'Secret Life of Pets 2' review: Three storylines; one heartfelt message – AZCentralPets
For kids, pets are their best friends that grow up by their side. They play together, cuddle together and share snacks.
“The Secret Life of Pets 2” capitalizes on plenty of heartfelt moments like these successfully. The animation is clean and colorful, and punchlines hit their mark with adults and children under director Chris Renaud’s guidance for a second time. But they also heavily hit audiences with action from three loosely tied story lines, making many “meanwhile” breaks between stories. It is a movie for kids, after all.
This sequel follows the lives pets lead while their humans are away, but this time the adventure moves beyond New York City. Max (Patton Oswalt) and Duke (Eric Stonestreet) are at the park with their human, Katie (Ellie Kemper), when Max expresses his disdain for children as a few quite literally dogpile an Old English sheepdog in the background. But Katie meets a man named Chuck and the couple have a baby boy, Liam.
Max embodies every parent when he says, “I thought things were going to be OK until he started talking.” But despite the early ear tugging and rough play, Liam learns to be gentle with his pups and grows to rely on Max and Duke as his best friends.
With great love for someone comes a fierce protective nature, and Max fears for the child’s life multiple times. He protects him from touching used gum and pigeons, and it stresses out the lead pooch as he uncontrollably scratches himself.
A much-needed road trip to an uncle’s farm brings Max and Duke to Rooster, a herding alpha dog with Harrison Ford’s nonchalant voice. Where are the other pets in the meantime? Gidget (Jenny Slate) finds herself learning how to be a cat with Chloe (Lake Bell) after losing Max’s favorite toy in a crazy cat lady’s apartment. Snowball (Kevin Hart) helps his new friend Daisy (Tiffany Haddish) rescue an abused circus tiger. And Mel the pug and Buddy the dachshund are hardly in this story.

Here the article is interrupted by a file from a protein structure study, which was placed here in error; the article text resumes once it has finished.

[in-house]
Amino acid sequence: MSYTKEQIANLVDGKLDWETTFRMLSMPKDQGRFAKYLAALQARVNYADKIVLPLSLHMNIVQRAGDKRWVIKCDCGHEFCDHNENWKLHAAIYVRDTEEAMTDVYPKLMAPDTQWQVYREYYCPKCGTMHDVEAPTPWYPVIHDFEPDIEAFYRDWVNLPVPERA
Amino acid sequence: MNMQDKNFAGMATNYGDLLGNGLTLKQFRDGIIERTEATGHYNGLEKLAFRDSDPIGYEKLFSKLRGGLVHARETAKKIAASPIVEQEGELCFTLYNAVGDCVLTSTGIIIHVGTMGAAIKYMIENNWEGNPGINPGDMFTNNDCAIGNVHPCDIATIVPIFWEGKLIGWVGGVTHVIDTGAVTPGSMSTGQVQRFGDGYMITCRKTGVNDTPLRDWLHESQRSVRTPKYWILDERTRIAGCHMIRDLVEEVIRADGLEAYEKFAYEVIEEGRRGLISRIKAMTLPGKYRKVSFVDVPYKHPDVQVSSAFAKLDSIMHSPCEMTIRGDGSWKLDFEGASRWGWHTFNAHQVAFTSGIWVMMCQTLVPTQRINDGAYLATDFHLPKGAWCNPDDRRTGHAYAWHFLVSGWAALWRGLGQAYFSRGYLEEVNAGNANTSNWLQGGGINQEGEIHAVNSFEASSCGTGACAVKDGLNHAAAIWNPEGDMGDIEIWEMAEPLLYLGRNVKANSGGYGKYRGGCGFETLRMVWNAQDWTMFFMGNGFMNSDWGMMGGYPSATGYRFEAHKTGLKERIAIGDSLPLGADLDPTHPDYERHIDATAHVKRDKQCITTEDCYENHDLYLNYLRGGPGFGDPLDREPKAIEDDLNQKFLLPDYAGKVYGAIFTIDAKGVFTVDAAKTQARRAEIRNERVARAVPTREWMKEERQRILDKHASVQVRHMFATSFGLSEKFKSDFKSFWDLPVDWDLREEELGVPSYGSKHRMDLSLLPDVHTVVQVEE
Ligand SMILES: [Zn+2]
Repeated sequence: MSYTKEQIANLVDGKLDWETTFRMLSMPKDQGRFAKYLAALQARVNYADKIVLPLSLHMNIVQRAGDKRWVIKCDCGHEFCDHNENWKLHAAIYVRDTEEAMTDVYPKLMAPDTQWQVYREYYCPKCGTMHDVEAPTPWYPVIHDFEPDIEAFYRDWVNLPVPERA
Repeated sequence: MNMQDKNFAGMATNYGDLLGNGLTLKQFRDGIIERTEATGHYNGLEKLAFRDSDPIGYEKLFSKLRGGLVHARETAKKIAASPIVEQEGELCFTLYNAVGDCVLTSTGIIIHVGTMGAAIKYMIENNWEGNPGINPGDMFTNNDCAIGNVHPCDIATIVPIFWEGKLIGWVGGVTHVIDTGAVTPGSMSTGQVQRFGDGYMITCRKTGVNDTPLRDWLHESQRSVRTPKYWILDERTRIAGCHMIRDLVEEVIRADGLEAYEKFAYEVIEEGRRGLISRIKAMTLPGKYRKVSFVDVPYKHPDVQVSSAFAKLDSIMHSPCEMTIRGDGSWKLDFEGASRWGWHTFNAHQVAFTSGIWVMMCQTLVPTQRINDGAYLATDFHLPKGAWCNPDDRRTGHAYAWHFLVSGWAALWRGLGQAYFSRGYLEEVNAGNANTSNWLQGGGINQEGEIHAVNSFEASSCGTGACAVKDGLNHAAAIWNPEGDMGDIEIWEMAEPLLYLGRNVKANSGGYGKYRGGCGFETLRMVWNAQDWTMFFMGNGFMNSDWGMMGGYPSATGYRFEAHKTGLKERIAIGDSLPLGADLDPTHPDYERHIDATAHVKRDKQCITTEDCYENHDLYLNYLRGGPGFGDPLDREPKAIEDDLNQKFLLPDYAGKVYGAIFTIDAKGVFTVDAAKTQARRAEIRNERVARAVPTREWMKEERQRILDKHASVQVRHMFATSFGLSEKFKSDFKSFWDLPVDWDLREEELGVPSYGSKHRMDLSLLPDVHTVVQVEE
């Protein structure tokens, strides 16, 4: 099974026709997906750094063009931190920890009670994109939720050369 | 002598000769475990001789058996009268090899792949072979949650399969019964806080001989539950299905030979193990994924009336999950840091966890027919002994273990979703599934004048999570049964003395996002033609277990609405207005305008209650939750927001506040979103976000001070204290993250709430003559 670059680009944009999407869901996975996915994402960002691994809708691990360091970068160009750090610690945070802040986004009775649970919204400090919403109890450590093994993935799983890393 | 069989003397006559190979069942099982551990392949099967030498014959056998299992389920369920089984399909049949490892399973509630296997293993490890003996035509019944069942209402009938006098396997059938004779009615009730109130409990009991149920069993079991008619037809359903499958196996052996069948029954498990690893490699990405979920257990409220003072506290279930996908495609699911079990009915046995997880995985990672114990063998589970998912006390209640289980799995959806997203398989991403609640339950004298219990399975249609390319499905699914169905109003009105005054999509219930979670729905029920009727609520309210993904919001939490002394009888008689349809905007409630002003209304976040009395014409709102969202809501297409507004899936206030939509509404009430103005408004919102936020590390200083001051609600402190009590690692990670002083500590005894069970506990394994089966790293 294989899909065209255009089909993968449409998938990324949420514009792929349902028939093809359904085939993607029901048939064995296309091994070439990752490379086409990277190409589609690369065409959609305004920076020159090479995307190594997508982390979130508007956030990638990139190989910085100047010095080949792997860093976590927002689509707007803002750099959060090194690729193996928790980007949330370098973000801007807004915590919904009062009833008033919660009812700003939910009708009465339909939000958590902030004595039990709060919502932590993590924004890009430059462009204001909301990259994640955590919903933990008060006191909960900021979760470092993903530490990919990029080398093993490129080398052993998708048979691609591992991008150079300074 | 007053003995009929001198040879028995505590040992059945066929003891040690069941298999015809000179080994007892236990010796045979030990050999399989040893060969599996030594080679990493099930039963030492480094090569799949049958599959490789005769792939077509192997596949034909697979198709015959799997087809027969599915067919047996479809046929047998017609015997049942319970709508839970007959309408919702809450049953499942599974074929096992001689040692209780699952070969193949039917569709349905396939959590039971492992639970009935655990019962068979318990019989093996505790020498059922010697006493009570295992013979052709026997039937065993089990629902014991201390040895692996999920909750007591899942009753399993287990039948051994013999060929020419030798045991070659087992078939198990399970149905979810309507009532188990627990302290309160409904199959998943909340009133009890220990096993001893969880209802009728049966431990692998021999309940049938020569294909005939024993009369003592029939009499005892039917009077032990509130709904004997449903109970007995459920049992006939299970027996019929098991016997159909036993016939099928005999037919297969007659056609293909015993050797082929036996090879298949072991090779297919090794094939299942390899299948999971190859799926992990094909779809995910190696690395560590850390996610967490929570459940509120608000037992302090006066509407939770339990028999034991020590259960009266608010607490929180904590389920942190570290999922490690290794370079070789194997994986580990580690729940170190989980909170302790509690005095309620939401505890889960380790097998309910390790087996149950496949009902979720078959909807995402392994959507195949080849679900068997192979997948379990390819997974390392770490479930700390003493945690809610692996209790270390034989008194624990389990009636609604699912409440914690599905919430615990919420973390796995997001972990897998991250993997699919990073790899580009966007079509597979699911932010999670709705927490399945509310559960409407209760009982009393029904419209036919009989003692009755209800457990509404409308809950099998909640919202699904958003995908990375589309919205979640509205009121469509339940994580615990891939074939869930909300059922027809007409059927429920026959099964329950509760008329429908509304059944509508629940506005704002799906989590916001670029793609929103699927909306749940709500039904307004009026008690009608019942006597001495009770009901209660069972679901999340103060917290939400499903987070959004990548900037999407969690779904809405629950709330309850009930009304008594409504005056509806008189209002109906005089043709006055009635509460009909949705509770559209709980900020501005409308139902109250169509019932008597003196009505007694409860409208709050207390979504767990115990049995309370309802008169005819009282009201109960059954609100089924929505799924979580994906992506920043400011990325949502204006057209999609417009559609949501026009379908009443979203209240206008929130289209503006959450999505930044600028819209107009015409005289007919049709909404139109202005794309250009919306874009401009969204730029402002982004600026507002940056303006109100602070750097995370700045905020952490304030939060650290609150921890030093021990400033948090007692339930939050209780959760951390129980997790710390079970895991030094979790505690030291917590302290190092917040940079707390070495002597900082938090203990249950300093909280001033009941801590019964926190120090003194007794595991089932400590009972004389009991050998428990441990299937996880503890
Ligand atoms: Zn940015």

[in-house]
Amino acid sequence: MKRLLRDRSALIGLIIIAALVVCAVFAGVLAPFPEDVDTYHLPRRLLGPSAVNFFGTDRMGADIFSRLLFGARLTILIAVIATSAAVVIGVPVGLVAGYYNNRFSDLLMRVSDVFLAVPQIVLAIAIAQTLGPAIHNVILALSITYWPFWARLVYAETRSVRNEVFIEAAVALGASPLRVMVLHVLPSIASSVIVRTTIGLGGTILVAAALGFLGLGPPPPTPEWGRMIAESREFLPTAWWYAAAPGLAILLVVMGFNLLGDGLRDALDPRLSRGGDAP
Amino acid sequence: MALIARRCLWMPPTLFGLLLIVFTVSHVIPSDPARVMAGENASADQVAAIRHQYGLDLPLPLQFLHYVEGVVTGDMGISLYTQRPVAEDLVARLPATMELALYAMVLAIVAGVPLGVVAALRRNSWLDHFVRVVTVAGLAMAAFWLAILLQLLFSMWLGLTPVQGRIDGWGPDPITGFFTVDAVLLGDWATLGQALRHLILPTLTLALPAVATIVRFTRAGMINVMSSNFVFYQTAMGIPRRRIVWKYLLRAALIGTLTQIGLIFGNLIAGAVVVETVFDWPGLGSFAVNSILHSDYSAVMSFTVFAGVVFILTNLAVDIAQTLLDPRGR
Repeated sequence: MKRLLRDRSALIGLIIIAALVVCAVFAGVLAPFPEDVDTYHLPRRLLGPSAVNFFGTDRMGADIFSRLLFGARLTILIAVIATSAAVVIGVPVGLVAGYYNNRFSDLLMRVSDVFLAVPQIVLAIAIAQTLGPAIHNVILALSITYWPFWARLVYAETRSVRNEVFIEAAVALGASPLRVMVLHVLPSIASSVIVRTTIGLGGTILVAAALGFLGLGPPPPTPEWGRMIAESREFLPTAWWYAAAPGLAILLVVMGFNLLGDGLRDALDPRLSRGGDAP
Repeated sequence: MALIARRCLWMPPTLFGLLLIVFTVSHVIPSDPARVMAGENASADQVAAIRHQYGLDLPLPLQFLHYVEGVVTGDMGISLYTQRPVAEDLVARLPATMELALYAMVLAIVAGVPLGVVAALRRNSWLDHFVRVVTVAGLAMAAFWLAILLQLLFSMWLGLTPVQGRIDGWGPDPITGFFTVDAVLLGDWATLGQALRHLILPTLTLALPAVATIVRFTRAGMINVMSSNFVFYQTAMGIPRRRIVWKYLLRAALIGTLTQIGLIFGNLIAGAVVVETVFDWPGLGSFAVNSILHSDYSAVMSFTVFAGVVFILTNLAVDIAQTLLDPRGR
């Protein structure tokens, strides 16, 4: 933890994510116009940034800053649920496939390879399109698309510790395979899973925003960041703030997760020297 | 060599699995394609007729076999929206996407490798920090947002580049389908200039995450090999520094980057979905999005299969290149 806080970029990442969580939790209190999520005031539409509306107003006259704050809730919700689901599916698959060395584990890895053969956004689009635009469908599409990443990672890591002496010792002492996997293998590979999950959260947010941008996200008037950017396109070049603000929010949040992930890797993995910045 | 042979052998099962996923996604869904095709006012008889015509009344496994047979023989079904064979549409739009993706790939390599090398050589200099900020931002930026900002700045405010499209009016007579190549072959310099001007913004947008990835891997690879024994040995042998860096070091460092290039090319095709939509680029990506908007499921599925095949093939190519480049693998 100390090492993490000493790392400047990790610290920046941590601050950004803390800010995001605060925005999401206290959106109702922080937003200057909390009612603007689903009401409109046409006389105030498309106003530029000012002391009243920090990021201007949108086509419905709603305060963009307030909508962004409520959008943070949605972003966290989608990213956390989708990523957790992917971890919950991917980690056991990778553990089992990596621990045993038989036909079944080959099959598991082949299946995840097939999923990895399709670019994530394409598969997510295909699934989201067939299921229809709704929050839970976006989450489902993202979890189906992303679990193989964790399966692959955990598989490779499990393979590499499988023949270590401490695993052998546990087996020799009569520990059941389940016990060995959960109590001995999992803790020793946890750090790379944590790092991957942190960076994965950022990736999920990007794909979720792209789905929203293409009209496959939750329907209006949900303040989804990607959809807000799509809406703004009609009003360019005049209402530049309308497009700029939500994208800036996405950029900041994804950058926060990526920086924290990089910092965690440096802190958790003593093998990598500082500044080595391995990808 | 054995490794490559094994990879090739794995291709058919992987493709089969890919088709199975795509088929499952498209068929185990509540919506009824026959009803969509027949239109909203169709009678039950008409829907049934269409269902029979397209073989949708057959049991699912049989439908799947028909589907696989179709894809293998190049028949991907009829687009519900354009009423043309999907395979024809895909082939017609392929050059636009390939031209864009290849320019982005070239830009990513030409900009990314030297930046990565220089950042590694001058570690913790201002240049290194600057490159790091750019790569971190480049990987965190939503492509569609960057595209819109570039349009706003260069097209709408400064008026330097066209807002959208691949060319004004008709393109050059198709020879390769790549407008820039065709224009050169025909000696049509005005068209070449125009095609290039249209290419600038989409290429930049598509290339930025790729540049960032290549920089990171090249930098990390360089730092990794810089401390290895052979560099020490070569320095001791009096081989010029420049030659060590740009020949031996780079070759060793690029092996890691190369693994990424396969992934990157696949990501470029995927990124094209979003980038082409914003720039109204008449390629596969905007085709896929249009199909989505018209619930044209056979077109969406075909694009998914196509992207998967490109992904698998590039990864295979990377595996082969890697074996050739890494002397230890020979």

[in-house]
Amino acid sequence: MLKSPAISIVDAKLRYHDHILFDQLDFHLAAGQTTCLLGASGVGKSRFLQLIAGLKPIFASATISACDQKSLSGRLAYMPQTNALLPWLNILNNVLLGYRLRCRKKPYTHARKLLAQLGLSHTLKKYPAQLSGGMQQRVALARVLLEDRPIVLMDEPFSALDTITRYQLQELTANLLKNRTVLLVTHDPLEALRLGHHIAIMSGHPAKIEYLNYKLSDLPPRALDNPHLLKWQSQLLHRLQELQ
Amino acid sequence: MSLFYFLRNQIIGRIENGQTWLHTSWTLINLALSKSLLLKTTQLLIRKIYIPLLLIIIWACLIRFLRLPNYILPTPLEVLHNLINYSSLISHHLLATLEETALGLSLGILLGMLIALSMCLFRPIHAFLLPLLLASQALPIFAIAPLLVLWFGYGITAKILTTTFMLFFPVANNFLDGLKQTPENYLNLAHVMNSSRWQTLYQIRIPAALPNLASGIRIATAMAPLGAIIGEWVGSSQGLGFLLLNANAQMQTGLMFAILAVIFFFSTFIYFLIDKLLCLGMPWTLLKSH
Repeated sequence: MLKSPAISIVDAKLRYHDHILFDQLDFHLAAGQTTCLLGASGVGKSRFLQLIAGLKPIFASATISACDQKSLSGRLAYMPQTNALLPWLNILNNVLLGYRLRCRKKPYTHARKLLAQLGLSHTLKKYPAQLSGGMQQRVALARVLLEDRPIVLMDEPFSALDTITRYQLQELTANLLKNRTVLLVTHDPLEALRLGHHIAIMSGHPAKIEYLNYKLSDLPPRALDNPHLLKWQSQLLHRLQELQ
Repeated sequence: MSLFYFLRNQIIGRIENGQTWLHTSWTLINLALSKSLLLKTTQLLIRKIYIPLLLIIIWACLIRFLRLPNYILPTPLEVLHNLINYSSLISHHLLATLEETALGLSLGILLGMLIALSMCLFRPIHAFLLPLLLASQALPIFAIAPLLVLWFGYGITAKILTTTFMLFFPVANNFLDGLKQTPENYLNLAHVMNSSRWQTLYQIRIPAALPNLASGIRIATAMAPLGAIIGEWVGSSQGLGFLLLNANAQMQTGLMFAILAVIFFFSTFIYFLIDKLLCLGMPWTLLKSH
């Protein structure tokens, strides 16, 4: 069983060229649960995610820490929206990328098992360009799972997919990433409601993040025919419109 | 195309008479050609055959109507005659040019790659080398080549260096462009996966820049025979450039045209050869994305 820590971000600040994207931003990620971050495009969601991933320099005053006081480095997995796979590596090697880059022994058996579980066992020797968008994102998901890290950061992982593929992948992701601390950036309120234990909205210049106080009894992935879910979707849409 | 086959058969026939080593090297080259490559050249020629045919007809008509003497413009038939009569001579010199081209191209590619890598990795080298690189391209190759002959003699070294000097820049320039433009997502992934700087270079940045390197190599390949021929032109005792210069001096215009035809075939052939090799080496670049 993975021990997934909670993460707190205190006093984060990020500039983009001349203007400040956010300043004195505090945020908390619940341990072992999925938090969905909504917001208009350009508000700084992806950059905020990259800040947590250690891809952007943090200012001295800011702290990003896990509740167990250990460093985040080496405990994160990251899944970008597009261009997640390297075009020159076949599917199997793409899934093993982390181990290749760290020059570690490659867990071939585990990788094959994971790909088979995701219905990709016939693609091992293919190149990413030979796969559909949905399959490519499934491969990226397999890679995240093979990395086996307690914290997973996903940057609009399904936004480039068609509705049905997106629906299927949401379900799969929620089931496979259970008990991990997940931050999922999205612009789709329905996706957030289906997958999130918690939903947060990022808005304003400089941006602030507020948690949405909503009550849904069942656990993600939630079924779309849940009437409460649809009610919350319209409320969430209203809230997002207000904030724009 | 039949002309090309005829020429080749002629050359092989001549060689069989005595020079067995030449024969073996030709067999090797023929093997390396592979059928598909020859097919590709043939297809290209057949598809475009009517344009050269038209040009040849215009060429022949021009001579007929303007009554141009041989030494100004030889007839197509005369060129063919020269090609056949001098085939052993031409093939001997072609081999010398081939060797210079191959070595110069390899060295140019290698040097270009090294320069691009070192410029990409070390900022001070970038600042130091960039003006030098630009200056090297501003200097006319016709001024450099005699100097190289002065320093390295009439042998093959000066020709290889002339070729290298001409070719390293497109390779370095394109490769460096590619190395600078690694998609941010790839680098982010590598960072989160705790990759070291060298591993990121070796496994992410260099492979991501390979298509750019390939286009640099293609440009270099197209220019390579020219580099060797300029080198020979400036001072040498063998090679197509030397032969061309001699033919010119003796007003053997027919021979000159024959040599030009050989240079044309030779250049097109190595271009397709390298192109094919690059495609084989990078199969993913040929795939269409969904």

Yes, these are all very different storylines. They work, but sometimes they’re also jarring in comparison, especially when the circus’ namesake Sergei (Nick Kroll) feels thrown in as a last-minute villain for the sake of kids attaching a bad guy to the movie. Maybe the creators might’ve had multiple plot ideas for a sequel and couldn’t decide on one. But maybe it was to keep kids’ attention at the same time because who knows how long they would watch a film if it was just about Max’s relationship with Liam?
At least people will laugh with this film because it perfectly draws its humor from the tendencies of cats and dogs, from a cat’s magnetic desire to knock over objects to a dog’s natural instinct to chase a ball at any cost.
And even though Louis C.K. didn’t reprise his role as Max, Patton Oswalt does a great job. And newcomers Haddish and Ford fit in well. The cast brings as much doggone fun as the last.
Directors: Chris Renaud, Jonathan del Val
Cast: Patton Oswalt, Tiffany Haddish, Kevin Hart, Harrison Ford.
Rating: PG for some action and rude humor
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Want to pitch a story idea? Reach reporter Samantha Incorvaia at email@example.com or 602-444-4968. Follow her on Twitter at @_SamI520.
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